The robust outlook for gold prices, allied with strong production growth and work on the exploration front, makes Polymetal International a top buy for 2020, in my opinion.
It’d be a mistake to suggest that the mining giant is just a brilliant share to load up on today though. After all, geopolitical and macroeconomic shocks that hammer financial markets can be sudden as well as a slow-burn. Therefore always having exposure to flight-to-safety assets like gold stocks or the metal itself is a good idea.
And what a great buy Polymetal is at current prices, I feel. A predicted 32% earnings rise next year by City analysts creates a rock-bottom for P/E multiple of 10.2 times. And what’s more, the gold digger also sports a bulging 5% dividend yield.
I’m not prepared to touch shares in Dixons Carphone (LSE: DC), however, even though dividend yields here set fire to the forward average of 3.3% for Britain’s mid-caps.
For the current fiscal year (to April 2020) this sits at 4.7%, though for me the appeal of this generous yield is overshadowed by City expectations that earnings will tumble 32% year-on-year. The number crunchers have been downgrading their profit predictions as the period has evolved, and if recent retail data is anything to go by, more reductions can be expected. That’s why I’m not bothered by Dixons Carphone’s rock-bottom P/E ratio of 11 times either.
John Lewis is the latest to raise fears over what retailers can expect in the new calendar year, the company advising that total sales in the week to December 21 were down 5.1% on the corresponding 2018 week. And most worryingly for Dixons Carphone was news that electricals sales at John Lewis tanked 8.9% year on year.
It’s not a surprise that sales of ‘big ticket’ items like fridges, TVs and laptops have taken the biggest hit. They are always the first to fall in times of intense political and economic uncertainty. And with the chances of a no-deal Brexit at the end of next year rising in recent days come increased expectations that Dixons Carphone’s revenues column should remain under pressure, too.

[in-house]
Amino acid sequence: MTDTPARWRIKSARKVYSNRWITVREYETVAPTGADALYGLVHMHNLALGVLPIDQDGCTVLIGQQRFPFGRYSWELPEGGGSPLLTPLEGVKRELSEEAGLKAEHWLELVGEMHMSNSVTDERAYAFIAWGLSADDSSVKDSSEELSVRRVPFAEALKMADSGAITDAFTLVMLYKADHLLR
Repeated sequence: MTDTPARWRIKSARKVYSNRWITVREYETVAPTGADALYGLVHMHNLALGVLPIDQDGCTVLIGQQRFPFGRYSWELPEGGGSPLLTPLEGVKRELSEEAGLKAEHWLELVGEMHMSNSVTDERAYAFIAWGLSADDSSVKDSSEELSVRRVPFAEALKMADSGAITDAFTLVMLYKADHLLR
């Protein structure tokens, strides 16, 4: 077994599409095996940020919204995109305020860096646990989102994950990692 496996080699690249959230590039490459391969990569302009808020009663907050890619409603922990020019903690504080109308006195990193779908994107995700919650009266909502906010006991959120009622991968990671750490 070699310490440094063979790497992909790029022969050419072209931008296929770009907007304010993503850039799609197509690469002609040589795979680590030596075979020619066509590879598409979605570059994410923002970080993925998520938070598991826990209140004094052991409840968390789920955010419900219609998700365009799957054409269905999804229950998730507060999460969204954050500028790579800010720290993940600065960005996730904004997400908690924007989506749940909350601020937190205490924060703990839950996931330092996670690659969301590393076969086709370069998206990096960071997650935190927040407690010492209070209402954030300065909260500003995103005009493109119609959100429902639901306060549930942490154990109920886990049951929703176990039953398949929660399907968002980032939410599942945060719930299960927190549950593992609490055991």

Big box beauty
I’d be much happier to tip Tritax Big Box REIT as a better buy for income chasers in 2020. And not only because of its bigger 4.9% dividend yield for next year.
Sure, online retail sales growth may have been slowing of late, a consequence of that broader pressure on shoppers’ confidence. But there’s no doubt that e-commerce still has plenty of room to expand over the next decade and beyond, and as an owner and operator of ‘big box’ logistics and storage depots, Tritax is well placed to ride this trend.
A predicted 4% earnings rise next year leaves the FTSE 250 firm trading on a high P/E ratio of 20.9 times, though I reckon its exceptional structural opportunities make it worthy of this premium.
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Royston Wild has no position in any of the shares mentioned. The Motley Fool UK has recommended Tritax Big Box REIT. Views expressed on the companies mentioned in this article are those of the writer and therefore may differ from the official recommendations we make in our subscription services such as Share Advisor, Hidden Winners and Pro. Here at The Motley Fool we believe that considering a diverse range of insights makes us better investors.